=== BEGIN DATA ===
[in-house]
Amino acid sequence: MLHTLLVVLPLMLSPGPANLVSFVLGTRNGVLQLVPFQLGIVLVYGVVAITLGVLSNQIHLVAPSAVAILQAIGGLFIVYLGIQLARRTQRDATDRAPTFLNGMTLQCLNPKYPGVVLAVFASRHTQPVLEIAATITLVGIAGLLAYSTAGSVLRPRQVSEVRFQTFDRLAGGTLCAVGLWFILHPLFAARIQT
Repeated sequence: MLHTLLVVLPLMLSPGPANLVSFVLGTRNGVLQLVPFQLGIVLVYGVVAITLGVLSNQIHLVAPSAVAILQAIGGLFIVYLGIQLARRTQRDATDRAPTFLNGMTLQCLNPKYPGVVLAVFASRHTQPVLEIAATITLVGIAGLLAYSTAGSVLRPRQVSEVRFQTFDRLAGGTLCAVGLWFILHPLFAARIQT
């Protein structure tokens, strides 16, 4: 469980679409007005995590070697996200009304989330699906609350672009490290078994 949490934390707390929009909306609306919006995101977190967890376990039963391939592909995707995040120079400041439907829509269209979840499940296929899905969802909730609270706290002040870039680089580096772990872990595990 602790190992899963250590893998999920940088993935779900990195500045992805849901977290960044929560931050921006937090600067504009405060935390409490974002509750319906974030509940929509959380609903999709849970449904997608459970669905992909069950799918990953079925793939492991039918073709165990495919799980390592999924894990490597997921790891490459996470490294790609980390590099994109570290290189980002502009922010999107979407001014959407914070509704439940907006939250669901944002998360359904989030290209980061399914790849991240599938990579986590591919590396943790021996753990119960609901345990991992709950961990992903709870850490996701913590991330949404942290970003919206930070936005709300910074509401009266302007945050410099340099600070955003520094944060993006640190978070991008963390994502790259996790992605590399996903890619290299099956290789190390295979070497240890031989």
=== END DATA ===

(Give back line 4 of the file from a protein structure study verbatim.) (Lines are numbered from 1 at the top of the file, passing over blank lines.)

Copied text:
């Protein structure tokens, strides 16, 4: 469980679409007005995590070697996200009304989330699906609350672009490290078994 949490934390707390929009909306609306919006995101977190967890376990039963391939592909995707995040120079400041439907829509269209979840499940296929899905969802909730609270706290002040870039680089580096772990872990595990 602790190992899963250590893998999920940088993935779900990195500045992805849901977290960044929560931050921006937090600067504009405060935390409490974002509750319906974030509940929509959380609903999709849970449904997608459970669905992909069950799918990953079925793939492991039918073709165990495919799980390592999924894990490597997921790891490459996470490294790609980390590099994109570290290189980002502009922010999107979407001014959407914070509704439940907006939250669901944002998360359904989030290209980061399914790849991240599938990579986590591919590396943790021996753990119960609901345990991992709950961990992903709870850490996701913590991330949404942290970003919206930070936005709300910074509401009266302007945050410099340099600070955003520094944060993006640190978070991008963390994502790259996790992605590399996903890619290299099956290789190390295979070497240890031989």